Modal Age at Death: Lifespan Indicator in the Era of Longevity Extension

Shiro Horiuchi, CUNY Institute for Demographic Research (CIDR)
Nadine Ouellette, University of California, Berkeley
Siu Lan Karen Cheung, University of Hong Kong
Jean-Marie Robine, Institut National de la Santé et de la Recherche Médicale (INSERM)

We examine and demonstrate importance of the adult modal age at death (M) in longevity research. Unlike the life expectancy at birth (e0) and median age at death, M is determined solely by old-age mortality as far as mortality follows the regular pattern. It represents the location of “old-age death heap” in the age distribution of deaths, and captures mortality shifts more accurately than conditional life expectancies such as e65. Due to these characteristics, patterns of trends and differentials in M can be noticeably different from those in other lifespan measures, as indicated in some examples. In addition, M plays central roles in major models of adult mortality such as the Gompertz, logistic and Weibull models. Although M may not be directly determined from erratic mortality data, a recently developed method for deriving M from the P-spline-smoothed mortality curve based on penalized Poisson likelihood is highly effective in estimating M.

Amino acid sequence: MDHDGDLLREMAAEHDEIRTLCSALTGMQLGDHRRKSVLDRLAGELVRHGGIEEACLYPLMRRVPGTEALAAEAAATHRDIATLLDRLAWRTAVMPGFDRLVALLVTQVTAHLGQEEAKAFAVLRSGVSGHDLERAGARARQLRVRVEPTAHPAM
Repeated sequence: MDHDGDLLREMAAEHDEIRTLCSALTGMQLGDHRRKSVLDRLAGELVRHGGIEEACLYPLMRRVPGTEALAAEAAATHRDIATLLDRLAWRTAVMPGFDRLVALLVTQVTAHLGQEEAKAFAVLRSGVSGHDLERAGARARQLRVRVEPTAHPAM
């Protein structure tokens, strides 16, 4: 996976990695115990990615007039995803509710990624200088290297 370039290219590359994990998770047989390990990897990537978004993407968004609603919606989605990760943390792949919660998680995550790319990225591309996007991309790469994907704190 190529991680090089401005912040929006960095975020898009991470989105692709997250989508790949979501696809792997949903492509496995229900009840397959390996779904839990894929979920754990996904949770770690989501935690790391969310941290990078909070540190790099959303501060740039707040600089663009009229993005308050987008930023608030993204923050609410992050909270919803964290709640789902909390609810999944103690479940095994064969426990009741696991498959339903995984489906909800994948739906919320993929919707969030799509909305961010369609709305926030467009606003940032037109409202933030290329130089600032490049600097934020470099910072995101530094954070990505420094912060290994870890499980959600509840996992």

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Presented in Poster Session 7